If you take out your RV after an extended hiatus, you might have fridge problems. One common question we hear is “why is my RV fridge not working on electric?”

Camping in an RV is very convenient. However, it can be very frustrating when you find that one of your most useful appliances, the refrigerator, is not working as it should.

An RV fridge will not start on electric if its batteries are drained or if there is something wrong with its electrical circuit. The fridge may be working but not cooling if its refrigerant has leaked out or it has built up sediment. There can also be something wrong with the fridge burner.

But that’s not all you need to know about RV fridges. Here, we have listed down the common problems that plague RV fridges and how to prevent these issues. We have also explained how long an RV fridge is expected to last and when to buy a new RV fridge.

As an RV owner and an avid camper, I have learned that it is wise to know how to troubleshoot various appliances and components of your vehicle. With this, you can avoid nasty surprises miles away from your home and even if you do encounter a problem, will have an idea of what it is and how to damage control it.



Does Your Fridge Run on Both Electricity and Propane?

An RV refrigerator works differently from a fridge in a house. It comes in two categories: a two-way fridge and a three-way fridge. A two way fridge will run off propane or an 120-volt electric power system. A three-way fridge will run off propane, an electric power source, and a battery power.

Most modern RVs will have one of these types of fridges and hence the appliance will be able to run on both propane and electricity. However, the electric system is not as efficient as powerful when it comes to use of energy.

A 20-pound propane tank will provide enough energy to power your RV appliances for a month, under most circumstances, including not just the fridge but the water heater and cooking range as well. On the other hand, if you are using battery power alone, the RV fridge will deplete it to less than the recommended 50% limit in just a few hours.

An RV fridge will run on gas, unless you have set it to run on electricity or if you have set it to automatic. If you have set the RV fridge to automatic, the propane gas system will switch off and allow it to run on electricity, if it is available. Alternatively, if the fridge is disconnected from an electrical source, the gas will kick on in a few minutes automatically.

Why Isn’t My Fridge Running on Electric Power?

Your RV fridge may not be cooling on electric power for several reasons. Some causes can be fixed easily by anyone, though others may require professional maintenance work. Let’s take a look at some of the most common issues that I myself have faced.

Tripped Electric Breakers

If your fridge is running on electric power, you need to first find out whether it has blown a fuse. The 120-volt electric system of your RV fridge is wired through the circuit breaker, so you need to check the circuit panel as well.

If you see a tripped circuit breaker, you need to replace the fuse and reset the fridge and try running it on electric again. Evert RV fridge is different; however, most models have a reset button inside the refrigerator. All you need to do is press it to successfully reset your fridge.

 If you see that the circuit breaker trips again, there may be something wrong with the heating system.

If you check the control board and there are no tripped breakers, it may also be the result of a shorted heating element or a faulty control board.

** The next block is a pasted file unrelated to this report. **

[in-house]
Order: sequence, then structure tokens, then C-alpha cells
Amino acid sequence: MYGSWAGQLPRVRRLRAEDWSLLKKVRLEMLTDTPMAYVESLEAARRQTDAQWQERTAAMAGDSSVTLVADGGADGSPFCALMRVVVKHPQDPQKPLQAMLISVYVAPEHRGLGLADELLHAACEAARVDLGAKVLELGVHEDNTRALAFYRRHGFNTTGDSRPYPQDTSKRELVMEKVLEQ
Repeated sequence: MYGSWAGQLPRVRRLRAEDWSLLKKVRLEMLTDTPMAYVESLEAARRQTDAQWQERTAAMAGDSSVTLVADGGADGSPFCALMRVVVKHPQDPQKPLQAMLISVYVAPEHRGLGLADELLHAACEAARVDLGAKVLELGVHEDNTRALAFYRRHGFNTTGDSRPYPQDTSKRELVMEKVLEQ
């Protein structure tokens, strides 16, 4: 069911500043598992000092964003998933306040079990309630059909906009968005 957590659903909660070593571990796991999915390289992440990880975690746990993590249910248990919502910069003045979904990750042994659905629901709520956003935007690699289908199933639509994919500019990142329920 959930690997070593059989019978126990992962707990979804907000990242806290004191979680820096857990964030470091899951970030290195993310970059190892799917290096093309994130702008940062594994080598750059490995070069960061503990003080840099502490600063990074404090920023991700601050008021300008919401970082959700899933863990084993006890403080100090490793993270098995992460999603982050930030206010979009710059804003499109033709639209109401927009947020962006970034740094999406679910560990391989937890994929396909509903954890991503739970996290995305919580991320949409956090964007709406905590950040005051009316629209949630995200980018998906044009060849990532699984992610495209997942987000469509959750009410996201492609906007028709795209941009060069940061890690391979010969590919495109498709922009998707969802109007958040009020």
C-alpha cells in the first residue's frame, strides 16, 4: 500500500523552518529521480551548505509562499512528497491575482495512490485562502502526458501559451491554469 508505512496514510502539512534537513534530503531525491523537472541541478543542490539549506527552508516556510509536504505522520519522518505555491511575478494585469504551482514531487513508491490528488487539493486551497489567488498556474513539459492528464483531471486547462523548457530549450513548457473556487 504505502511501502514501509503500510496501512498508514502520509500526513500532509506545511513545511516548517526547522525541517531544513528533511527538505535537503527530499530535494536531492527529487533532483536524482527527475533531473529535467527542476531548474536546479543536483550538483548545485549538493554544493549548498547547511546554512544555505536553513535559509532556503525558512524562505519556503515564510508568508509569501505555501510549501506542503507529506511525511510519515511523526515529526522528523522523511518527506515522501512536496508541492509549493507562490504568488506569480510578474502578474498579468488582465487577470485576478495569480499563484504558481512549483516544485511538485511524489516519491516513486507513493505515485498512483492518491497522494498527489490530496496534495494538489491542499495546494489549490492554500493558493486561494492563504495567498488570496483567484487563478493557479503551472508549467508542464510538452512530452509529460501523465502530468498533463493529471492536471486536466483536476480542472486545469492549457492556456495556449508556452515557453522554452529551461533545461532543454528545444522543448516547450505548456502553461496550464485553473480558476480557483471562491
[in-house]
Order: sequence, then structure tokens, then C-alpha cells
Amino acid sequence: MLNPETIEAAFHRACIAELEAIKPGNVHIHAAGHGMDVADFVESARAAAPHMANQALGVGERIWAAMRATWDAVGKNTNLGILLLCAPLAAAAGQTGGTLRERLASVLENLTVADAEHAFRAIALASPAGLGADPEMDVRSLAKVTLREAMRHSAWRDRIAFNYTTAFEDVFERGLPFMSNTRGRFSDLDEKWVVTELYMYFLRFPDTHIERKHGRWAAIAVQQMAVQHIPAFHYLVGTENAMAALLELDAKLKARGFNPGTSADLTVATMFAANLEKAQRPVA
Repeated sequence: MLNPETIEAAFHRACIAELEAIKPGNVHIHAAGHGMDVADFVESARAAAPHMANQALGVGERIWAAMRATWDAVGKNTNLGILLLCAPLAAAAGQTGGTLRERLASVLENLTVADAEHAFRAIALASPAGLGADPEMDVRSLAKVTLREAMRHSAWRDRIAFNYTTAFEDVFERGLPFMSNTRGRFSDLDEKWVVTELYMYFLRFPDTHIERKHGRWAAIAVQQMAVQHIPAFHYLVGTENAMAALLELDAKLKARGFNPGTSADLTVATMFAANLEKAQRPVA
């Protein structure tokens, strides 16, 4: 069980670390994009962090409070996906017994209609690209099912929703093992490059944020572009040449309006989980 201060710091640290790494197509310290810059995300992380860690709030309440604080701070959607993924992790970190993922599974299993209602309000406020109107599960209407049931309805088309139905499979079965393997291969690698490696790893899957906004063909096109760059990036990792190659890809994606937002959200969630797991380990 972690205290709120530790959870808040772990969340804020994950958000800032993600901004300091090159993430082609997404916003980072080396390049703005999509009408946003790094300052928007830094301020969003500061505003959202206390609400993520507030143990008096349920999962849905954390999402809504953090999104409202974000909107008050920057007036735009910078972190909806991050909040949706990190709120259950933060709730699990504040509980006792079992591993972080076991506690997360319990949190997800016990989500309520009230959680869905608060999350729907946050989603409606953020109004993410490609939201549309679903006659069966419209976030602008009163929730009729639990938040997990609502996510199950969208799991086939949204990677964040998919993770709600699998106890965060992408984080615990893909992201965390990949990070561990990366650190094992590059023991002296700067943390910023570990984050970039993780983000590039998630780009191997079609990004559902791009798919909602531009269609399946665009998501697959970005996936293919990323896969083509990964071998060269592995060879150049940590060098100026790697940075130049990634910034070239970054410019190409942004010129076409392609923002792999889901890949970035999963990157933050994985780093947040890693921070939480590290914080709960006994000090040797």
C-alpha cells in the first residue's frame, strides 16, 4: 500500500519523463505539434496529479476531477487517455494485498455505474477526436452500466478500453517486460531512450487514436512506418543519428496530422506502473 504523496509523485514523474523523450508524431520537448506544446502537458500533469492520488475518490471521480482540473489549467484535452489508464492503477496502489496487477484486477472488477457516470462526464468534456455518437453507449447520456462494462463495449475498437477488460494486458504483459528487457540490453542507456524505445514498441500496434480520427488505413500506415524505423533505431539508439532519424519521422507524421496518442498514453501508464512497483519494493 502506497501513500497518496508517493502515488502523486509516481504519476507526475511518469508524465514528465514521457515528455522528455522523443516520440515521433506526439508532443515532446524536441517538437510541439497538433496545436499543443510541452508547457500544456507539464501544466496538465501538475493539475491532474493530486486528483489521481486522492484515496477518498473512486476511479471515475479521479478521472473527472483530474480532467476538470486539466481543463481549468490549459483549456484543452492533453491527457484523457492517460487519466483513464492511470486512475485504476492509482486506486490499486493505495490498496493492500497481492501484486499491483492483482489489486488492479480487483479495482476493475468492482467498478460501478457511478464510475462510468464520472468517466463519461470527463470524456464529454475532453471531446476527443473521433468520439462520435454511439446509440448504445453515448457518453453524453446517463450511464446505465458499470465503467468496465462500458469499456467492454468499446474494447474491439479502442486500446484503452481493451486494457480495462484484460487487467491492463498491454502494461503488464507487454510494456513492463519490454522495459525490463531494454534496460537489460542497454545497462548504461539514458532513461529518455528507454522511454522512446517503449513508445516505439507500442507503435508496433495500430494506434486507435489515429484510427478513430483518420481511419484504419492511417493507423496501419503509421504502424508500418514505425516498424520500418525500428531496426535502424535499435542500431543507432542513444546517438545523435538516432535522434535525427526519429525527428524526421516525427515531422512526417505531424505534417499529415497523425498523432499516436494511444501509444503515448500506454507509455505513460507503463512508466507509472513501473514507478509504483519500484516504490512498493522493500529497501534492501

Bad Heating Element

If your RV fridge is unable to work on electricity, it might be because of a bad control board or electrical heating element.

To check the element, use a multimeter to find out if the control board is providing enough power to the heating element. If there are no issues with the power but the fridge is still not getting cold, then the heating element will need to be replaced.

In addition, it could also be that the control board’s relay or fuse is not working right. This might mean that the entire control board may need to be replaced.

Keep in mind that replacing these components can be hazardous so if you are not comfortable doing this, you need to call in the professionals. You can either drive your RV to a repair shop or call a technician to check out your RV.

Also keep in mind that the fridge that has not been used in a while will take a longer time to cool. If that is so or if it is particularly hot outside, it might need some extra time to cool down.

To hasten the cooling process, you can place a couple of frozen water bottles inside the fridge. This will help it cool down faster.

Camper Is Not Level

If your refrigerator is not cooling and its electrical components are working fine, it may be that your camper is not standing on a flat space.

Unlike the fridge in your home, your RV fridge is not equipped with a compressor. Instead, it comes with a gas absorption cooling system. When the electric heating element heats the gas inside the cooling unit of the fridge, it makes it rise to the cooling unit tube which allows it to circulate throughout the system.

If the RV is not level, the gas will not rise into the tube and will not circulate around the system, which means your cooling unit will not be able to do its job properly.

To ensure this does not happen, make sure you park the RV in a flat space.

A Leaky Cooling Unit

The RV fridge is cooled through a chemical process involving ammonia, hydrogen gas, water, and heat. If any one of these substances are leaking, your fridge will not work properly. To check for signs of leak, open the access door at the back of the floor and sniff at it to check whether you can smell the ammonia. You may also see yellowish residue on the coils.

If you see these signs, turn off the fridge immediately and open the entry points of your vehicle to get rid of the fumes. You can try to seal up the cooling unit to fix the issue on a temporary basis, but if this keeps happening, it is a sign that your cooling unit needs to be fixed entirely.

Buildup of Ammonia Sediment